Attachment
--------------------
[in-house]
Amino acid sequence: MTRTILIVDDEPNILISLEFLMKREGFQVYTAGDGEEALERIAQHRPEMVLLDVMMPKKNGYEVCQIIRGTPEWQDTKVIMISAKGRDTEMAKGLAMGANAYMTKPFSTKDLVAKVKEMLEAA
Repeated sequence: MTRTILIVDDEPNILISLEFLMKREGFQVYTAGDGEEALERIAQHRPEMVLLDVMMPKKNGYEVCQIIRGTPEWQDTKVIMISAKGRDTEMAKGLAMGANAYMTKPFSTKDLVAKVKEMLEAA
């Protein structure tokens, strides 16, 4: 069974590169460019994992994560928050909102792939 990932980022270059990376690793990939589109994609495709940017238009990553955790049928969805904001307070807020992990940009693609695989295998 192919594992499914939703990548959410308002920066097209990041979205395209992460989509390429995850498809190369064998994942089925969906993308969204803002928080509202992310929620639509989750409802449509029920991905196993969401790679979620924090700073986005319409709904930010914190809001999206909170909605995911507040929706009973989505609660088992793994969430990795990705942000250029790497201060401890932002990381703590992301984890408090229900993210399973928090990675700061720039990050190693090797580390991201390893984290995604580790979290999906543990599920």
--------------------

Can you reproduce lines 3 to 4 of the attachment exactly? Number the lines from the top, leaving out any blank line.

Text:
Repeated sequence: MTRTILIVDDEPNILISLEFLMKREGFQVYTAGDGEEALERIAQHRPEMVLLDVMMPKKNGYEVCQIIRGTPEWQDTKVIMISAKGRDTEMAKGLAMGANAYMTKPFSTKDLVAKVKEMLEAA
């Protein structure tokens, strides 16, 4: 069974590169460019994992994560928050909102792939 990932980022270059990376690793990939589109994609495709940017238009990553955790049928969805904001307070807020992990940009693609695989295998 192919594992499914939703990548959410308002920066097209990041979205395209992460989509390429995850498809190369064998994942089925969906993308969204803002928080509202992310929620639509989750409802449509029920991905196993969401790679979620924090700073986005319409709904930010914190809001999206909170909605995911507040929706009973989505609660088992793994969430990795990705942000250029790497201060401890932002990381703590992301984890408090229900993210399973928090990675700061720039990050190693090797580390991201390893984290995604580790979290999906543990599920």